Bangmoo Lee: The Philadelphia to Korea Performance Management Connection

July 23, 2010

By Michael Cecire (MGA '09)

Like the rest of the University, the Fels Institute draws a number of international students from different parts of the world, all bringing with them a wealth and variety of experiences to the classroom. Bangmoo Lee, who is finishing his second semester in the Fels MPA program, is a civil servant from Korea who has spent his career developing performance management programs and helping to lead the way in public administration innovations in the highest levels of the government.

Lee began his public sector career in 1999, starting at the Korean Civil Service Commission, where he was responsible for human resources management programs that touched the full span of the Korean government’s many agencies. After several years of gaining skills, experience, and responsibility, Lee was put in charge of a project to work on reforming the way the Korean government conducted human resource management in 2004. Through this agenda, Lee and his colleagues rolled out the ‘Senior Service Initiative,’ a program that created pathways for the recruitment of senior-level government executives from outside of existing public sector civil service pools. The idea was to help make government more competitive and performance-based. “The old system could not fully address challenges,” recalled Lee, whose passion for performance government is both admirable and infectious. “It was the most comprehensive change of the [Korean] human resource system since 1948.”

But as many public sector employees know, change doesn’t always come easily. Many senior government officials, who had become accustomed to the traditional HR regime, openly opposed the program, making it difficult to implement. But this kind of thing was exactly what Lee hoped to address in his work. “In Korea,” he says, ”the private sector is very fast-growing, but government cannot keep up with their pace.” And as many Fels students would recognize, Lee saw his role in government to be a force to reduce red tape and open closed bureaucracies. “The government was hurting private sector by its inefficiency,” Lee adds.

Overall, the project was eventually a success and can be evidenced by the Korean population’s improving views of government, according to steadily improving scores on the public sector integrity index by the Korea Independent Commission Against Corruption. Lee agrees that people’s impression of government is changing for the better of Korea: “it’s more transparent, more accountable,” he says with a smile.

Because of the project’s success, Lee found himself promoted to the Office of the President of Korea in 2007, where he took the role as the assistant to the Presidential Director for Performance Management. In the Office of Performance Management, Lee undertook yet another major project – measuring the time it took for legislation to move from agenda-setting to legislative passage. To gather these metrics, Lee helped to develop a tool called the ‘Government Innovation Index,’ which also evaluated performance. Through his work, Lee found that major programs often featured an especially large gap in the process. “The biggest factor,” noted Lee, “was the research and development process.”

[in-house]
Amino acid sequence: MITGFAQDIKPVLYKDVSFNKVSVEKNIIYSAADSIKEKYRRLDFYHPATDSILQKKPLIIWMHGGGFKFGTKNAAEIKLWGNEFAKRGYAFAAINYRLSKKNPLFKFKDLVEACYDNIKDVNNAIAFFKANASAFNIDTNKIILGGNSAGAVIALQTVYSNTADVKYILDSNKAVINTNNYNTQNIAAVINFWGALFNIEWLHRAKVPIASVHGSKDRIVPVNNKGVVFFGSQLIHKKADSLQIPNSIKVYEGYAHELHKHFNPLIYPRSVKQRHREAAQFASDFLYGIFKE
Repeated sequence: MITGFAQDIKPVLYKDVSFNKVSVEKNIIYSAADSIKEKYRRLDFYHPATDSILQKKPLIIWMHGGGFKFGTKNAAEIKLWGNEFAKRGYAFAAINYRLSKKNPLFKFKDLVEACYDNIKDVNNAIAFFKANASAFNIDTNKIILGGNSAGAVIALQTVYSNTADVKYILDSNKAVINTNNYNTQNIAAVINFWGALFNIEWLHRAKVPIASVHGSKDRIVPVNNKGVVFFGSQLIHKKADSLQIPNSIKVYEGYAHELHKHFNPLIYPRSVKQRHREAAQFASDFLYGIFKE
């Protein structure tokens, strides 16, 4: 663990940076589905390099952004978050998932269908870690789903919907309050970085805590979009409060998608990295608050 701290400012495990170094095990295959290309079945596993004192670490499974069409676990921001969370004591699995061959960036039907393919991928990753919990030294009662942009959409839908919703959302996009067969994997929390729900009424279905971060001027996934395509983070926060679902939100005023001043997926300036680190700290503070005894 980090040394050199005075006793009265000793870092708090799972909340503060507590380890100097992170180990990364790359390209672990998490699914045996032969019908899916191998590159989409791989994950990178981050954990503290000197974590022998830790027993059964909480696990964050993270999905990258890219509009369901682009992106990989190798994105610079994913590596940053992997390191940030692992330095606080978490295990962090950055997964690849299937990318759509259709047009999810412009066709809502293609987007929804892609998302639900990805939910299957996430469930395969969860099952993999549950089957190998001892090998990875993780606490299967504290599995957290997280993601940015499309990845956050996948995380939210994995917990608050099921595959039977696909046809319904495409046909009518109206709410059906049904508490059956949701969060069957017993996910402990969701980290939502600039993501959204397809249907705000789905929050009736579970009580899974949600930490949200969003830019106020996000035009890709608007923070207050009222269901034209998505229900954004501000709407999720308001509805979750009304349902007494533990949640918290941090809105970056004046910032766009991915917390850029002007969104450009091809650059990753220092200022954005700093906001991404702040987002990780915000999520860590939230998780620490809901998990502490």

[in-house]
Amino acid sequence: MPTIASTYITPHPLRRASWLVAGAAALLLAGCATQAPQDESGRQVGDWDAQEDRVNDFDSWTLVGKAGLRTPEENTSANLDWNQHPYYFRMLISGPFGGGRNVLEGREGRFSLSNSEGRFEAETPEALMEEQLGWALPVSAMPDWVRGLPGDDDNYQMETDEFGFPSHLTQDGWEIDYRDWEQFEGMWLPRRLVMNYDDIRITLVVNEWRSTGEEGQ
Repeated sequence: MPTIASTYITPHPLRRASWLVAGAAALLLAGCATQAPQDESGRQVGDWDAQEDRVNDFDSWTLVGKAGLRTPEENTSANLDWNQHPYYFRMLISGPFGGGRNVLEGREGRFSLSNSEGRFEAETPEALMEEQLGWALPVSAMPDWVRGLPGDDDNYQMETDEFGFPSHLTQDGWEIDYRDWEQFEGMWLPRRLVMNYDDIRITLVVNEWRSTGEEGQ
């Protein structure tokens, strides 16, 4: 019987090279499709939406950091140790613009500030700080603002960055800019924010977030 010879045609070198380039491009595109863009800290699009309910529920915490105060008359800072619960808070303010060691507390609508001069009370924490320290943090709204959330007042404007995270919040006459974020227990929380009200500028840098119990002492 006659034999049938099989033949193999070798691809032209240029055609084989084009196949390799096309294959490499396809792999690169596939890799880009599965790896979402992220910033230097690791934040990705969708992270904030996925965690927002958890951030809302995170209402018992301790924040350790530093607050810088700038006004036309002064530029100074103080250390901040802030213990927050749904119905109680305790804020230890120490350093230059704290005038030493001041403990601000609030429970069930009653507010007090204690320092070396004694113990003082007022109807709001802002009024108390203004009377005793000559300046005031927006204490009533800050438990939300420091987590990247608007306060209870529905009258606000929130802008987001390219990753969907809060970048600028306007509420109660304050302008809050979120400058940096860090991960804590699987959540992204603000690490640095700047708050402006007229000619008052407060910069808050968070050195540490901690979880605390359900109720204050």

Like civil servants in any modern democracy, Lee’s assignments were subject to the ebb and flow of political power. In 2007, Korean President Roh Moo-hyun’s party was defeated by the opposition Grand National Party, and President Lee Myung-bak took office in February 2008. As the administrations changed so did presidential priorities, and Bangmoo Lee was transferred to the Ministry of Public Administration & Civil Defense, where he was honored by being enrolled in the government’s prestigious management training program. It was after his training that he decided it was time to pursue a graduate education, for which the Korean government would pay for by incurring a 4-year post-graduation work obligation.

Lee applied to many public affairs graduate programs in the United States, including the Sanford School at Duke University, New York University’s Wagner School, the Rockefeller College at SUNY Albany, and Fels here at Penn. Lee’s preferences, aside from strong academic quality, were pretty simple; he wanted to go someplace where he could find out “how American government and organizations really worked.” And the practicality of Fels stood out immediately from the rest, “I really did not like the totally-theoretical programs.”

At Fels, Lee’s background in performance government combined with his coursework is pushing him in a new direction. “Government cannot provide public goods and services by itself,” he said. “It should cooperate with other sectors.” Taking advantage of the Fels core competency in economic development, Lee is pursuing coursework to “learn the relationships between government, nonprofit, and private sectors in promoting economic development.”

Lee is enjoying his time in Philadelphia but is anxious to go back to Korea to put his new skills into practice to encourage great nonprofit and civic movements. In Korea, the ‘third-sector’ is still in its infancy compared to the United States. But in this, Lee sees an opportunity as Korea continues decentralization and adopting a performance government-approach. “People don’t have experience providing public services through [inter-sector] cooperation,” notes Lee. But with his Fels education and powerful experience, he will certainly be up to the challenge.

Michael Cecire (MGA '09) is a policy consultant and freelance writer based in Tbilisi.

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